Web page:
Foreign Minister Nikos Kotzias on Wednesday joined his Cypriot counterpart Ioannis Kasoulides and Lebanese Foreign Minister Gebran Bassil in Beirut, for a meeting confirming their intention to strive for closer cooperation at an important time for Lebanon, along the lines opened at the Rhodes Conference for Stability and Security in September.
“We journey together in an atmosphere of friendship, looking to the future of our three countries. We believe that Lebanon is a country that shows us all, in Europe, how to resolve the problems of the Middle East,” Kotzias commented in a joint press conference held after their meeting.
Following two hours of talks, the three ministers noted their intention to further cement ties between their three countries following the election of President Michel Aoun, which has restored stability in Lebanon. Kotzias and Kasoulides said that Aoun’s election has greatly enhanced Lebanon’s importance in terms of regional cooperation and its role in the sensitive region of the Middle East. They said their talks focused on cooperation in economic affairs, culture, tourism, academic collaboration and education.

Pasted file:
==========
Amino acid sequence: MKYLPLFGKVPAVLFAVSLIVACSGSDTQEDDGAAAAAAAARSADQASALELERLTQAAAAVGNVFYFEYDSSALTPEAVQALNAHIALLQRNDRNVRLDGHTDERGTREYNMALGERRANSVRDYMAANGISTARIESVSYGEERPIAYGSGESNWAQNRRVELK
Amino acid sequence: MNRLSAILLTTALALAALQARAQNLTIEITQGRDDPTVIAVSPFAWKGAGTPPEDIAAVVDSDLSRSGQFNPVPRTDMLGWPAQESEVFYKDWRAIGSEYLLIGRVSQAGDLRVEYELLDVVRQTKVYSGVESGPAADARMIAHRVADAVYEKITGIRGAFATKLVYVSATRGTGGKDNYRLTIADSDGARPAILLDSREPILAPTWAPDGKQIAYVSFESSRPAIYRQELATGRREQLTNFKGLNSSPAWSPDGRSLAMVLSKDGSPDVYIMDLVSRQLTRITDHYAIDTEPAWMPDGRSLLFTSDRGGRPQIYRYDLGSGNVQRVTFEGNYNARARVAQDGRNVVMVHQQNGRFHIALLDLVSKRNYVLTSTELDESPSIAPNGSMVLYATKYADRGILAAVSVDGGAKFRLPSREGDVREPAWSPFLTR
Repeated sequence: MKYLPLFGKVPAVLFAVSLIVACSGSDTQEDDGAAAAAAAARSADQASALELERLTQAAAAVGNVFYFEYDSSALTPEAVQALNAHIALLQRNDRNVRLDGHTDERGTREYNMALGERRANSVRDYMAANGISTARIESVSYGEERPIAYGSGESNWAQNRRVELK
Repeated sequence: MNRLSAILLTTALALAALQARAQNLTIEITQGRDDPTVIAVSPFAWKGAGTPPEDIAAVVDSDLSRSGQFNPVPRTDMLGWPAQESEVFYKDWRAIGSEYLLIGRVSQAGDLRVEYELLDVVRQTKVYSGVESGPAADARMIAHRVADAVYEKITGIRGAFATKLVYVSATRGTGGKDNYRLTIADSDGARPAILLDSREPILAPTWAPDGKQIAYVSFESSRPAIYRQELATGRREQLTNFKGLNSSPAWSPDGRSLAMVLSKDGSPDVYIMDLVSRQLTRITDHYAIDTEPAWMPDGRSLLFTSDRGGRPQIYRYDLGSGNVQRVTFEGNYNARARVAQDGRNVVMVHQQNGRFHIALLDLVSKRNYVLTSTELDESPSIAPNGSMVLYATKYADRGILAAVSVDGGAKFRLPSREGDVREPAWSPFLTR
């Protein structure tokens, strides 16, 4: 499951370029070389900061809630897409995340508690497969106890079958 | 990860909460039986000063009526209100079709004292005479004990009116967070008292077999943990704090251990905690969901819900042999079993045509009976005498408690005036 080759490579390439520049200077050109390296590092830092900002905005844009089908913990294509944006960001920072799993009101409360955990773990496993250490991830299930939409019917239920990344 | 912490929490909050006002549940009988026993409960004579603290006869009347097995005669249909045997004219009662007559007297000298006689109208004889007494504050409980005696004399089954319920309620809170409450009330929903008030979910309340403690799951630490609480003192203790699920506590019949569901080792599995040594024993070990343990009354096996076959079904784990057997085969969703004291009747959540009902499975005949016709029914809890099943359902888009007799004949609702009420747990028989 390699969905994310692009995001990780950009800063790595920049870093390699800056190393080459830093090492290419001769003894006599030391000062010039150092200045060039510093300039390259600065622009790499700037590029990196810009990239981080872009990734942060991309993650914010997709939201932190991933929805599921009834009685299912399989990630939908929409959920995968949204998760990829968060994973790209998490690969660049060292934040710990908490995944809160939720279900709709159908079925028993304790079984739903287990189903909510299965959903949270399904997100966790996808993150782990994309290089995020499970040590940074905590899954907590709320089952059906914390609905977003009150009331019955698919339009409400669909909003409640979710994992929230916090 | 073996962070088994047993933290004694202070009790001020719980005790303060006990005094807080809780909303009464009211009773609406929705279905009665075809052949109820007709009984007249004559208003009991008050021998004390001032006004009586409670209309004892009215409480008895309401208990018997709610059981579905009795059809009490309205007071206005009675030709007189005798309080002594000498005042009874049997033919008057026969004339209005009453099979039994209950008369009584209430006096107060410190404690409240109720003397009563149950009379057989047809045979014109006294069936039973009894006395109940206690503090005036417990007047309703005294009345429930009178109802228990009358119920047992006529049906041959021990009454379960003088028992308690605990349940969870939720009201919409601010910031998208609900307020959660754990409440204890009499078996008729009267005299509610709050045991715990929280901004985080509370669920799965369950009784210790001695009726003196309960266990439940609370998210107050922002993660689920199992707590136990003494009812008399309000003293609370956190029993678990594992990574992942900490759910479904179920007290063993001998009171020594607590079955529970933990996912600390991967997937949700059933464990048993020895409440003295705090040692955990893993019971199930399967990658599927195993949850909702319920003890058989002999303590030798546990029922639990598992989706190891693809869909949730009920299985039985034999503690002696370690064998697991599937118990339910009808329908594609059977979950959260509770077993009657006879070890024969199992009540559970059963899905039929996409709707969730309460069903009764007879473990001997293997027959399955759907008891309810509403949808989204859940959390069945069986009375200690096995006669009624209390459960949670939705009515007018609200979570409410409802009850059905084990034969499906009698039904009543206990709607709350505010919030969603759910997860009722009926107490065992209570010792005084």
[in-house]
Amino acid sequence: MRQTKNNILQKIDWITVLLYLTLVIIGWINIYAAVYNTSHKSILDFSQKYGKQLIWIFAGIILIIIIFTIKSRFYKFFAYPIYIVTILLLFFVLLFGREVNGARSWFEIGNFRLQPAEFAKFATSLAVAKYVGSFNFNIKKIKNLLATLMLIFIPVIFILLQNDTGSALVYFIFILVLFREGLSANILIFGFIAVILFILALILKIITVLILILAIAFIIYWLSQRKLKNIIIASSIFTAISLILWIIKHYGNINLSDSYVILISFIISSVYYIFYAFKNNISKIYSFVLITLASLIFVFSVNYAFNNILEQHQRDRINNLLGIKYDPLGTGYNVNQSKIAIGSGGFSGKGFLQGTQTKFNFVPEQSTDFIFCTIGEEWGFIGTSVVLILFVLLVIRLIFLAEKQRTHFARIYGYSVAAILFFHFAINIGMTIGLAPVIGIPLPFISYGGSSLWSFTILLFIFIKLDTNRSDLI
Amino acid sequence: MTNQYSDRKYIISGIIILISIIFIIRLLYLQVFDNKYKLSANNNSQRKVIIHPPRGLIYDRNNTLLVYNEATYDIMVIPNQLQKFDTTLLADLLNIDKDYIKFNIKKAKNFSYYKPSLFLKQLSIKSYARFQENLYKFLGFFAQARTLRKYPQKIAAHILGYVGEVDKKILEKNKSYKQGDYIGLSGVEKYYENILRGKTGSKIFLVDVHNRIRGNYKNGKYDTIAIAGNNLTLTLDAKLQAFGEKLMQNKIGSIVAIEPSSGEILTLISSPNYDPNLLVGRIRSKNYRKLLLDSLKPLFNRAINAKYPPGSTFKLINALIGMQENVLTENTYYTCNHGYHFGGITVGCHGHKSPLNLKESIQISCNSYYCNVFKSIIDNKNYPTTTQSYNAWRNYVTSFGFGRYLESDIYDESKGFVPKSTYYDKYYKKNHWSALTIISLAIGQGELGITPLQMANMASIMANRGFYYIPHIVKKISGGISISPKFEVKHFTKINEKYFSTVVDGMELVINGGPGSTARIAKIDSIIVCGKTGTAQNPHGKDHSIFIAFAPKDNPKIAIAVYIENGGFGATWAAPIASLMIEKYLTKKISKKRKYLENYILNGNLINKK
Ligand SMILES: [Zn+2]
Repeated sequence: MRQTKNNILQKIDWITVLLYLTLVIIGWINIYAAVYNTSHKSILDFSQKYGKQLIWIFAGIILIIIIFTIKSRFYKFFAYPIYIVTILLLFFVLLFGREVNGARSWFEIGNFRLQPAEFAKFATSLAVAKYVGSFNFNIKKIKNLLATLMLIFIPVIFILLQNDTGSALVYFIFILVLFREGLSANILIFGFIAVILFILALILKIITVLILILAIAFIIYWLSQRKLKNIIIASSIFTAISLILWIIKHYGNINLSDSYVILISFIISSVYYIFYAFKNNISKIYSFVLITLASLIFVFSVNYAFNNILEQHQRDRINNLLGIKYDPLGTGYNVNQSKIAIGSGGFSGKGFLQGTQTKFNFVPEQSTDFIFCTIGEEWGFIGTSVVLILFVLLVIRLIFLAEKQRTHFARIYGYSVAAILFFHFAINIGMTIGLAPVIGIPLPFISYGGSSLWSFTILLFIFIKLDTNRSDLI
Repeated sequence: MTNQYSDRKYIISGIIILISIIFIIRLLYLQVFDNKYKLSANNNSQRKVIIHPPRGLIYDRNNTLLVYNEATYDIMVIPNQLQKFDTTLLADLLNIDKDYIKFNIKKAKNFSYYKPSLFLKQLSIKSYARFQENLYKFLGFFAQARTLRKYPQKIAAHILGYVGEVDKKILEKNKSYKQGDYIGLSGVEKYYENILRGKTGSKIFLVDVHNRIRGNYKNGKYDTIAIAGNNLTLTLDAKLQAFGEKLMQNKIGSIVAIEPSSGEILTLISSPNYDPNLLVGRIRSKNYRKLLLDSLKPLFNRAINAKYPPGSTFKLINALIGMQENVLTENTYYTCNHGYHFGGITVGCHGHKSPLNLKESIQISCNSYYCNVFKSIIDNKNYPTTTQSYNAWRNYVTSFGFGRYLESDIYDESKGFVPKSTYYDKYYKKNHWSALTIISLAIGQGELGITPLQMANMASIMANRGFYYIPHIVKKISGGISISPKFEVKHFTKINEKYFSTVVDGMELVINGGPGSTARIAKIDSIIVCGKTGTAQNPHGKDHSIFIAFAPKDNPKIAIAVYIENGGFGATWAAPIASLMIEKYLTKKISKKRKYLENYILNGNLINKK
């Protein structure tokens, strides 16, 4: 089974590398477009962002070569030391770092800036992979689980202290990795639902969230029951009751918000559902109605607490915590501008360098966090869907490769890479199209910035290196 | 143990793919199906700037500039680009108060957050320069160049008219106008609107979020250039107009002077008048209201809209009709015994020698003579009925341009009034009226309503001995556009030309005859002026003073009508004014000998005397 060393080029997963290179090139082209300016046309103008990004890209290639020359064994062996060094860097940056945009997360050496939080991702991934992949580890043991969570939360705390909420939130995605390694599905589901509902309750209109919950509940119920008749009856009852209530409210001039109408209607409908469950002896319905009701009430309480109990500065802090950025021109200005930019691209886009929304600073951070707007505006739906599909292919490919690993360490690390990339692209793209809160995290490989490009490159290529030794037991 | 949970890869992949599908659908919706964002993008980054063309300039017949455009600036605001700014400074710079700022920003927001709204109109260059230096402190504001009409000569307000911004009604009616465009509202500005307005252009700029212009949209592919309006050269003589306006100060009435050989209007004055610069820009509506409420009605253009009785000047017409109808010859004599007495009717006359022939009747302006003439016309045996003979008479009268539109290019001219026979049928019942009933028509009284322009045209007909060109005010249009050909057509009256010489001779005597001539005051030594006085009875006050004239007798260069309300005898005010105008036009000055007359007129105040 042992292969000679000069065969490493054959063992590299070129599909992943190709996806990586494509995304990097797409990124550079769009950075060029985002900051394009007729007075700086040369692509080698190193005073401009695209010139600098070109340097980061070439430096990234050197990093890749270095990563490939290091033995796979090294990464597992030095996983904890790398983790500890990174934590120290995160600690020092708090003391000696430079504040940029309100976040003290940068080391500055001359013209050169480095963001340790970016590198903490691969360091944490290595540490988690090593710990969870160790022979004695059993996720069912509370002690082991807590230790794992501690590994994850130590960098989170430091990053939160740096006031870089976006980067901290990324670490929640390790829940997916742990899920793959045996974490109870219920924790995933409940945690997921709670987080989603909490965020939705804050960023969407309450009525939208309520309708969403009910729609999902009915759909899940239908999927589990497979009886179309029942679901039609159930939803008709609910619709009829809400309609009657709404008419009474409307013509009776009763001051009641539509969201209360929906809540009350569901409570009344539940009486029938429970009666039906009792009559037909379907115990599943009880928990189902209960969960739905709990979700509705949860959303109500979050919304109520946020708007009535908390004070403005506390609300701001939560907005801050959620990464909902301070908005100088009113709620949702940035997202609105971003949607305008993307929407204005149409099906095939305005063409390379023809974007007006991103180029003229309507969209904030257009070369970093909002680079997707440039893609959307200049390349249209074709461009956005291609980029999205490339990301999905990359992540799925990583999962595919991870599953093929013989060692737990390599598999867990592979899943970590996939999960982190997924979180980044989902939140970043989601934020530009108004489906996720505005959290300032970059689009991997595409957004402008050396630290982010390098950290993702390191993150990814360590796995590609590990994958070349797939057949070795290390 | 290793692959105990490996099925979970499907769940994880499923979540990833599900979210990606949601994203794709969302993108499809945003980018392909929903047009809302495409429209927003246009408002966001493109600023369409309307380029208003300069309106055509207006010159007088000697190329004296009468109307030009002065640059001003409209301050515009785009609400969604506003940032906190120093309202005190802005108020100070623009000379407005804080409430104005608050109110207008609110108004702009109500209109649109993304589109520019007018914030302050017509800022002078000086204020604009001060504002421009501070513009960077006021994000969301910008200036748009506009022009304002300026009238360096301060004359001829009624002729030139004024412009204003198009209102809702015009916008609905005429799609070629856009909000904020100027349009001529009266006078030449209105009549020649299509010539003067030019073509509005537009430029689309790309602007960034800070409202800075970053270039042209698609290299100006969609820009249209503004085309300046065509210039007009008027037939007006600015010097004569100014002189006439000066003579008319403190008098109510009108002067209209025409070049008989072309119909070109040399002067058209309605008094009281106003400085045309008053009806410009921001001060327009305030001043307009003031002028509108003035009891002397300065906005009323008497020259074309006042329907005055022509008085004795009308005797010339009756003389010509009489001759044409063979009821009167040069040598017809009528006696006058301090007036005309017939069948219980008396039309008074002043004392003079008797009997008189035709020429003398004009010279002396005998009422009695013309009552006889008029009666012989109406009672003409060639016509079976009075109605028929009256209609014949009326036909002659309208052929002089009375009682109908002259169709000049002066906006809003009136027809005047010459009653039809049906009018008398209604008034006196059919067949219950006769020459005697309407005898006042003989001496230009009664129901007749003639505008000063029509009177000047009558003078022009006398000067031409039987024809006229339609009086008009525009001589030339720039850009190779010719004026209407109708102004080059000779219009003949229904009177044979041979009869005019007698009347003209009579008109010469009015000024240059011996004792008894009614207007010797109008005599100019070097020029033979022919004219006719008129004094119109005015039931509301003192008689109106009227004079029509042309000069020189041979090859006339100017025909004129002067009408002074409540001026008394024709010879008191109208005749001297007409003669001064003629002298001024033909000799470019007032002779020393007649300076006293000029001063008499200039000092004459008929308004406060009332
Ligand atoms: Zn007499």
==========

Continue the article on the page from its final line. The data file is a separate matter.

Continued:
Kotzias praised the model provided by Lebanon, where different religions existed side by side and worked together, and said this pluralism provided a positive impetus for a country that stuck faithfully to the tenets of tolerance and respect.
Kasoulides noted the excellent relations and frienship with Lebanon and said its new president would proceed with reforms based on the greatest possible consensus. “We are ready, with solidarity as friends, to stand by the Lebanese people,” he added.
Bassil noted that greater cooperation between the three countries was a shared goal, citing telecommunications and services as promising candidates. “We have shared views and ideas but what is lacking is implementation. With this spirit of good cooperation, we hope to catch up with the other European countries and find peaceful solutions to crises,” he said.
The Lebanese minister stressed the importance of a stable investment environment and expressed hope that fossil fuels will soon be a priority for the Lebanese government. The delays in this area had been due to local problems rather than the intervention of neighbouring countries, he added.
Kotzias and Kasoulides were also received by Aoun, congratulating him on his election and expressing their support for Lebanon during a new phase of political stability in the region. The three ministers then participated in a conference at the Holy Spirit University of Kaslik on “The role of Identity and History in Shaping Foreign Policy.”